I’m trying to understand why you seem to think saying the adversary “had a hand” in influencing someone to engage in sinful behavior is somehow equivalent to saying the devil is the only guilty party in the commission of the sin, therefore the sinner himself is absolved from all responsibility for his actions? I alway thought saying someone “had a hand” in something is the equivalent to saying he played some sort of a role that led to a certain outcome, but that the role he played isn’t necessarily the most important one. For example, saying Orson Pratt had a hand in establishing the Lord’s restored church doesn’t convey the idea that he was the most important figure of the restoration. In fact, dictionaries will tell you the idiom “having a hand in” simply means “playing a role.” But at the same time saying the adversary has no role at all when someone chooses to commit sin contradicts the scriptures. Please note that in the following Book of Mormon verse the operative word is “persuade,” which is a far cry from compel…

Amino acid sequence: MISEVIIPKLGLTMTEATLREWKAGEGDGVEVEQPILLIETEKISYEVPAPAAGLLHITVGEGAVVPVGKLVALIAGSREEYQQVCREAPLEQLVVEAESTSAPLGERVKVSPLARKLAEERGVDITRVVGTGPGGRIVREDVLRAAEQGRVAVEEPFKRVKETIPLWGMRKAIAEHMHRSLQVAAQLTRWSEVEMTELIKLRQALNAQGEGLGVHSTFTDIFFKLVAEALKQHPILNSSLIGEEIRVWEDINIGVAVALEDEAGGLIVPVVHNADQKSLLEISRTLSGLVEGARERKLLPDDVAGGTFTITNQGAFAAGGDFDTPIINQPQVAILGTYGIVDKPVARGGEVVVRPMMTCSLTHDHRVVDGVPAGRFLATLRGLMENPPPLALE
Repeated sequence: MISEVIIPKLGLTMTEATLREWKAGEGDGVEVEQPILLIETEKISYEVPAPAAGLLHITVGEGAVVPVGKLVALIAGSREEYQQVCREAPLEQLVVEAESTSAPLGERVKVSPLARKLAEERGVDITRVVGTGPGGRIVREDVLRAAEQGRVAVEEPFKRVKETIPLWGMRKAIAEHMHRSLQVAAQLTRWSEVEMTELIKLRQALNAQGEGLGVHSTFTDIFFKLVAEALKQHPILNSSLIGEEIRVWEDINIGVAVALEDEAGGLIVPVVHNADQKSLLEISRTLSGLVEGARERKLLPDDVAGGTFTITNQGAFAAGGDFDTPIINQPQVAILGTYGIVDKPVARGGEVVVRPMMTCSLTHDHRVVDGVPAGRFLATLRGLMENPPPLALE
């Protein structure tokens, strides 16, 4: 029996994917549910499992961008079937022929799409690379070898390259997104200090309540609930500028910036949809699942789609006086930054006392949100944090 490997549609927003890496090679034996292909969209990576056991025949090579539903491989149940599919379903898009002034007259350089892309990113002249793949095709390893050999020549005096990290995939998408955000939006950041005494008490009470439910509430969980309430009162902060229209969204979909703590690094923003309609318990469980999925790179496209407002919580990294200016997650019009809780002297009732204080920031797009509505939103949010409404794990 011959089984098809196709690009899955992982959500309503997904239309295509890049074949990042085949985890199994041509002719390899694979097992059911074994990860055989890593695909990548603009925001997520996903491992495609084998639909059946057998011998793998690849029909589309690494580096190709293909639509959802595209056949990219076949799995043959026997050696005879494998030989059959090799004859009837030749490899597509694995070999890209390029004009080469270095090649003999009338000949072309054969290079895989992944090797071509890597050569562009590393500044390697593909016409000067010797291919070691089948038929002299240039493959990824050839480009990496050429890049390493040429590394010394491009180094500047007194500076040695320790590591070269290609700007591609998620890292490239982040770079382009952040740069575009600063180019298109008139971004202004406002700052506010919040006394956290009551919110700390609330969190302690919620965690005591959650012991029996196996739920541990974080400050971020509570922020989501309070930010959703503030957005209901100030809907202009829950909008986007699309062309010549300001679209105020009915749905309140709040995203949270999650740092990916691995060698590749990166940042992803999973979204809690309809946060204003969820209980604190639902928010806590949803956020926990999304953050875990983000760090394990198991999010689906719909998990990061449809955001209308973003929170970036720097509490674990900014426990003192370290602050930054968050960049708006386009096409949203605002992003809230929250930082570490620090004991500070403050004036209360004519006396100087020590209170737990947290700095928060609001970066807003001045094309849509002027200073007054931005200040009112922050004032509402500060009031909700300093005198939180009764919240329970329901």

17 But whatsoever thing PERSUADETH men to do evil, and believe not in Christ, and deny him, and serve not God, then ye may know with a perfect knowledge it is of the devil; for after this manner doth the devil work, for he PERSUADETH no man to do good, no, not one; neither do his angels; neither do they who subject themselves unto him. (Moroni 7)

Edited by teddyaware
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17 minutes ago, teddyaware said:

I’m trying to understand why you seem to think saying the adversary “had a hand” in influencing someone to engage in sinful behavior is somehow equivalent to saying the devil is the only guilty party in the commission of the sin, therefore the sinner himself is absolved from all responsibility for his actions? I alway thought saying someone “had a hand” in something is the equivalent to saying he played some sort of a role that led to a certain outcome, but that the role he played isn’t necessarily the most important one. For example, saying Orson Pratt had a hand in establishing the Lord’s restored church doesn’t convey the idea that he was the most important figure of the restoration. In fact, dictionaries will tell you the idiom “having a hand in” simply means “playing a role.” But at the same time saying the adversary has no role at all when someone chooses to commit sin contradicts the scriptures. Please note that in the following Book of Mormon verse the operative word is “persuade,” which is a far cry from compel…